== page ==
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    yeah, I agree, that is quite the stretch to imagine cracking a stove with cold air intake.

    Factoring in the gusting nature of wind in Kodiak tho, my intake is drawn from the crawlspace beneath the house, quite a bit more stable air.
    This is a debate that rages among wood stove folks, probably not worth hacking away on here but worth reading on some websites of high end stove designers why some of them do that. It is definitely not an old school mobile home design.
    Still considered "Cutting Edge" among some stove designers.
    There's a lot to be said for not drawing the air from inside the home.
    Mine has been installed that way for quite a while, no problems, and made a huge difference when I installed the ducting to bring air in from crawlspace instead of from the room, and I do mean, a Huge Difference in the way it draws and burns. Well worth researching

    Travelers, what kind of stove are you using? and you did say "New" right, as in, could not be dirty, clogged stack, etc?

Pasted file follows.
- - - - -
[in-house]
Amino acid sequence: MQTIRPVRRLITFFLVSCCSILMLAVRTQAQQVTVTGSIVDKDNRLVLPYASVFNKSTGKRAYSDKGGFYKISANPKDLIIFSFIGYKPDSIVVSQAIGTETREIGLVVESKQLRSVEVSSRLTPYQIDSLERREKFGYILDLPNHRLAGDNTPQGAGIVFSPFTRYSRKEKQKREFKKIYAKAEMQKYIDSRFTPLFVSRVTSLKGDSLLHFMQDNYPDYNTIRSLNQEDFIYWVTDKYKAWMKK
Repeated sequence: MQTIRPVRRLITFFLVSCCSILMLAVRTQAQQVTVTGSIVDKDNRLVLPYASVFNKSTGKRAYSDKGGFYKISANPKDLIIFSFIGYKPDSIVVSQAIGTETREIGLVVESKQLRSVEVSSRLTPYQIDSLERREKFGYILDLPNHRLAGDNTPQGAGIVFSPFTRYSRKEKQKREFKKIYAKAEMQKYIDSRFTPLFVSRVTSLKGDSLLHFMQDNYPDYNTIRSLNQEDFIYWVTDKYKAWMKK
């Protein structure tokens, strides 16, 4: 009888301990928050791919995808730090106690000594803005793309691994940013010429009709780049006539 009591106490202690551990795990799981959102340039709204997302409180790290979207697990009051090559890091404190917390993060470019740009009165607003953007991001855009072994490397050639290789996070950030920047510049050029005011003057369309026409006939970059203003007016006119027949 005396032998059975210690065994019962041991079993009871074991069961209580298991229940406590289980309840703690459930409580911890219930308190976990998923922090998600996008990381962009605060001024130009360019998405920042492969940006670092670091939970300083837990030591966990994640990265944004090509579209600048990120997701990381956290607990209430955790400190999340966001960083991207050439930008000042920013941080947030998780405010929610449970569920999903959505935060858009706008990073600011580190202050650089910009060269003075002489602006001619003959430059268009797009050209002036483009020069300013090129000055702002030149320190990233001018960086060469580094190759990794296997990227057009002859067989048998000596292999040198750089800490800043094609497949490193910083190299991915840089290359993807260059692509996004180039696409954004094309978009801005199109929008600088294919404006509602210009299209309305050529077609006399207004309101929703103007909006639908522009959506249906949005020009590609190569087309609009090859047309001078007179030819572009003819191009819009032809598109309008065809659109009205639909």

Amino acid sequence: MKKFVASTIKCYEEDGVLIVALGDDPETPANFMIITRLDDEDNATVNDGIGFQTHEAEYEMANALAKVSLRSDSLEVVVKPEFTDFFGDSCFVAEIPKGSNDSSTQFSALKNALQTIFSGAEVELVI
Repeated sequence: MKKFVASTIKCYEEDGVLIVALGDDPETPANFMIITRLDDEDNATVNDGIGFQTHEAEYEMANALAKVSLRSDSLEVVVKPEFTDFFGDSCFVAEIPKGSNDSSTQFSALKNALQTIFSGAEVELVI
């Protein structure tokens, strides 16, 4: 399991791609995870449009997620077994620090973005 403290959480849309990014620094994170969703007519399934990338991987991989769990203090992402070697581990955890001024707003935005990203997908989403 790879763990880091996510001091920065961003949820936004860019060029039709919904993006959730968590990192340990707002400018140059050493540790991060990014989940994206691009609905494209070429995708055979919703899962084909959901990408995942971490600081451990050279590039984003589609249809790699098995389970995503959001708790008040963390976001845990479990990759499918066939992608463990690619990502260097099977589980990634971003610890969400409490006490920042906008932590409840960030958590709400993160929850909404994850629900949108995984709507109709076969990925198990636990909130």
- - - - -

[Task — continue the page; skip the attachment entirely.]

Ten Hours in that little raft off the AK peninsula, blowin' NW 60, in November.... "the Power of Life and Death is in the Tongue," and Yes, God is Good !

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    i am with joat on this one. cracking is a non-issue because it's not a quick burst of cold air onto a hot surface. it's a steady stream of cooler air, which is continuously present from the moment the stove is lit, well before any stove parts are hot.

    good idea anyhow to run the air intake through an 'n' or a 'u' -shaped loop before entering the stove, both for a bit of pre-heat, but mostly to introduce a convective trap for cold air so it will not enter unless it's being actively drawn by the stove.

    IMO pre-heating the air is overthinking it a bit, obviously there is a bit of benefit but really not anything to worry about. I use a 6' flexible aluminum duct behind the stove, that allows for plenty of preheat.

    The outside-air intake, however, is a huge benefit. Otherwise you are most definitely getting a lot of cold-air infiltration and condensation in places that you probably don't want it.